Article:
By Ari Vanrenen
The PG&E and BMW iChargeForward pilot program, from July 2015 to December 2016, set out to test the ability of electric vehicles (EVs) to support the energy grid through smart charging and demand response.
The newly released program results successfully demonstrate PG&E’s theory that EVs can be used as a flexible grid resource – which could ultimately lead to cost savings associated with operating and maintaining the grid as well as owning an EV.
“As EV adoption continues to grow, the potential for these clean vehicles as a grid resource becomes more significant,” said David Almeida, program manager for the PG&E and BMW iChargeForward pilot program. “The success of this pilot program helps to demonstrate the future possibilities of scaling the smart charging capabilities of this growing resource to support the energy grid.”
For the 18-month pilot, PG&E and BMW worked together to test how managed charging of customer-owned EVs can benefit the grid during times of high demand. Throughout the program, PG&E sent demand response signals to BMW requesting a load reduction on the grid of up to 100 kilowatts. BMW selected vehicles for delayed charging — up to one hour delay per day — and sent a signal to the drivers through their existing BMW smart phone application.
About 100 BMW i3 drivers located in the San Francisco Bay Area participated in the pilot and earned an incentive by offering flexibility in charging their EV. Participants could choose to opt-out of participating in events based on their charging and personal needs. BMW supplemented the smart charging of these vehicles with a solar-powered energy storage system made from “second life” EV batteries — lithium-ion batteries from old BMW MINI E demonstration EVs — as a back-up to support the grid during these demand response events as necessary.
Over the course of the 18 months, the program dispatched 209 demand response events totaling 19,500 kilowatt-hours, equivalent to the electricity to power two homes for one year. On average, 20 percent of the grid resources were from the 100 participating EVs and 80 percent from the energy storage system. However, this varied based on the time of day the demand response events were called.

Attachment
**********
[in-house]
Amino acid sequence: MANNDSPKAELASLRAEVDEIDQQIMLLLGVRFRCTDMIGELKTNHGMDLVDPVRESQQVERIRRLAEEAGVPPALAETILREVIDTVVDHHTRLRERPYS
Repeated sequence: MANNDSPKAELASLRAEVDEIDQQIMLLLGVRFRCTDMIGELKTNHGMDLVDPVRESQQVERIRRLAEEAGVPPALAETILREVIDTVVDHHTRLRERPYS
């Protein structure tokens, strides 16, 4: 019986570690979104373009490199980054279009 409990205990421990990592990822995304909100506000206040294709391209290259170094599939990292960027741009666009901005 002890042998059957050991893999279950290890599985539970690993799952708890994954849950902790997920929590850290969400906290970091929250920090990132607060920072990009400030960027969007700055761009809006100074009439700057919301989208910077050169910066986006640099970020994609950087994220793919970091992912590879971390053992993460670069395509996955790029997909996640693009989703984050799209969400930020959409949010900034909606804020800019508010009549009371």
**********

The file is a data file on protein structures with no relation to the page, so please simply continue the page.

“This is the first pilot that PG&E has run that specifically leverages a combination of managed charging and used EV batteries. Not only did we test technical capabilities through the pilot, we also focused on customer research and behavior to better understand the participants’ perceptions and experience in the program,” Almeida added.
Based on customer research, 98 percent of participants indicated they were satisfied with the program and 93 percent stated that they are likely to participate in a similar program in the future if offered. Since the program was designed to run primarily in the background of customers’ lives, they were able to participate at high rates and felt little to no customer fatigue.
Based on the success of the BMW i ChargeForward pilot, BMW received a grant from the California Energy Commission to lead a second phase of the pilot with support from PG&E. The next phase will explore the ability to optimize charging events wherever the vehicle is charging — at home or on the go. The goal is to expand and test new smart charging functionality to generate greater benefits to the grid and to EV drivers.
Email Currents at Currents@pge.com.